Mozart Adagio and Fugue in C minor
Richard Strauss arr. Tony Burke Morgen
Emily Doolittle A Short, Slow Life
Dvořák arr. Tony Burke Song to the Moon from Russalka
– April Fredrick – Soprano
Mozart Symphony No. 39 in E-flat Major
ArtistsEnglish Symphony Orchestra
About this Concert
Tonight’s programme features April Fredrick, who is the ESO’s first Affiliate Artist, to perform Dvořák’s Song to the Moon from Rusalka, arranged by Tony Burke.
The Adagio part of Mozart’s Adagio and Fugue in C minor K.546 was a late addition to an earlier work, his Fugue in C minor K.426, written for two pianos in 1783. He later revisited the work in 1788 whilst writing his final three symphonies and transcribed the fugue for strings. It’s not clear why he did this but one theory is he wanted to refresh his old counterpoint studies before starting work on the counterpoint section that concludes his final symphony, ‘Jupiter’.
The first performance of Tony Burke’s arrangement of Strauss’ Morgen! was filmed and recorded in 2020 at Wyastone Concert Hall near Monmouth. It was the first time since lockdown that the ESO had gathered together for a series of innovative recording projects that would later become ESO Digital.
Emily Doolittle’s A Short, Slow Life was written for soprano Suzie LeBlanc and Symphony Nova Scotia, in celebration of poet Elizabeth Bishop’s centenary. Doolittle was attracted to the delicate natural imagery of this poem – in this case textures as much as sounds.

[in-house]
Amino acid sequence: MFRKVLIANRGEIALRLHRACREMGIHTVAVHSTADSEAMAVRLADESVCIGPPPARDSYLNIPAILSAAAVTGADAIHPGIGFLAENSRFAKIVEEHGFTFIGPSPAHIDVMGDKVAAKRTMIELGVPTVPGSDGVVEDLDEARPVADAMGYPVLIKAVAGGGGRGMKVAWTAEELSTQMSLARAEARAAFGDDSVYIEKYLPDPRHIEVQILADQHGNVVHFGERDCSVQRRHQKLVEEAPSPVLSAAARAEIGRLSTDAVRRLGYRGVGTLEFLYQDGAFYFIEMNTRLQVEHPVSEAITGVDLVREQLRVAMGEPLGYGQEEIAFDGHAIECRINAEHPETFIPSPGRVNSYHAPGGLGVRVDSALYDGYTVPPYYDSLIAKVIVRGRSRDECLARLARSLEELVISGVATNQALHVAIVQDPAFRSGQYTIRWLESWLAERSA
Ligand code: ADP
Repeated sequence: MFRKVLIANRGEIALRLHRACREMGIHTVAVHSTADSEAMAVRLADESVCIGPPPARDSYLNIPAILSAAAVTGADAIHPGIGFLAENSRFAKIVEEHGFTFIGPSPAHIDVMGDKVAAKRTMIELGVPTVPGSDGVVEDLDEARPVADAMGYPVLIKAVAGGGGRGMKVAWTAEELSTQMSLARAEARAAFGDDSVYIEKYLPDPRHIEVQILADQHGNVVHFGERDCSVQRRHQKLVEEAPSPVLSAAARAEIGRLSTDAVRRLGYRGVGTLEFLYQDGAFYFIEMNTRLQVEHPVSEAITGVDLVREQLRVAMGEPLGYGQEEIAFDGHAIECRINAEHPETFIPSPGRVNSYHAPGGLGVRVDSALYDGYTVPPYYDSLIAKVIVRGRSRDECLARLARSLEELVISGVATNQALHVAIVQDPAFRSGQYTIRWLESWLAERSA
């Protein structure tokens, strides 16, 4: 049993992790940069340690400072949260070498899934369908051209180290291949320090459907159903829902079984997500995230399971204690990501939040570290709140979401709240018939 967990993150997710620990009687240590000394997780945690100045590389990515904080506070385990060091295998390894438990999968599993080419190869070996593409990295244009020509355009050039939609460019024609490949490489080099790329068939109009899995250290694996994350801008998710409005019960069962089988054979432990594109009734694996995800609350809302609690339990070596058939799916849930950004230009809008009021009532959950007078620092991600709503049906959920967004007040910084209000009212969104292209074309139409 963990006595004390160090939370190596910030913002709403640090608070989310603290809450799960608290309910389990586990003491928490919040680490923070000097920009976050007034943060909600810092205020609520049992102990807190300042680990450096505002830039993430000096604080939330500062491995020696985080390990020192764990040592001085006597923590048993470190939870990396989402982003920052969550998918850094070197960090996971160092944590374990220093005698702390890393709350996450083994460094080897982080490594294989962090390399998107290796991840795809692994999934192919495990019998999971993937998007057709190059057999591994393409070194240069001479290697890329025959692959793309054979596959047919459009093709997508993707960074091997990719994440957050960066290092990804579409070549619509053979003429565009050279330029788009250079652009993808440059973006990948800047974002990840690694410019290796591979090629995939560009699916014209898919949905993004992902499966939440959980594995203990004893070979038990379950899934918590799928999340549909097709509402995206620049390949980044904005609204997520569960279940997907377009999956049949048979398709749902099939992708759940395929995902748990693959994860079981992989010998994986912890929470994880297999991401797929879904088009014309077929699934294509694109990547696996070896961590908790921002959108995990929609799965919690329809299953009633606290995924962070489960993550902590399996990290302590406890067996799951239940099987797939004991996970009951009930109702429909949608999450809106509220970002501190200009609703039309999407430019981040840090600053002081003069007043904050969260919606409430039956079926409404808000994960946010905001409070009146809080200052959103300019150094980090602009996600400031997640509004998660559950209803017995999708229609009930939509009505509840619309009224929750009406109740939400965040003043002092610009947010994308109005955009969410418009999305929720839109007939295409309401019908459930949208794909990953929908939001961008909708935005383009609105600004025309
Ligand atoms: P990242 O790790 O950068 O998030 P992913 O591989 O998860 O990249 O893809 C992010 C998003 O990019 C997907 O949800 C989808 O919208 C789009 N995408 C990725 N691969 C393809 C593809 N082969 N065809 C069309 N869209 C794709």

Mozart’s final three symphonies: numbers 39, 40 and 41, are a trilogy of works that stand apart from his own symphonic output and are a regular occurrence in many a concert hall and orchestra’s repertoire. It might be slightly less familiar than the two that followed, however “taken in its entirety, the symphony [no.39] is refreshing to the ear, its pleasure is only intensified by the fact that it is not much performed. Here is a work of inspiration that, due to its rarity, can still surprise and delight” Elizabeth Schwarm Glesner.
About the Soloist - April Fredrick
Hailed as ‘astonishing and luminous’ (Bachtrack), soprano April Fredrick grew up in rural Wisconsin and trained first as a violinist before studying voice at the University of Northwestern St Paul in Minnesota. She went on to study at the Royal Academy of Music, where she gained an MMus in Vocal Performance and a PhD on the late songs of Ivor Gurney, singing with the Historical Performance department under Laurence Cummings, premiering works by Academy composers, and frequently appearing as part of the Lyric Song Salon.
Her first two discs on the SOMM label, of Barber Knoxville: Summer of 1915 and Copland 8 Songs of Emily Dickinson with the Orchestra of the Swan and Earth’s Call, John Ireland songs with pianist Mark Bebbington, have been described as full of ‘humane and vulnerable’, with ‘creamy timbre and velvet strength’, (MusicWeb), where ‘not the slightest distance can be felt between her and the texts’ (Gramophone).
As English Symphony Orchestra’s Affiliate Artist she has collaborated with the orchestra on a number of projects – including recording a new virtual concert and concept album, A Child’s Journey (Nimbus Records, February 2021), which features chamber versions of works by Schubert, Mahler, Humperdinck and Wagner.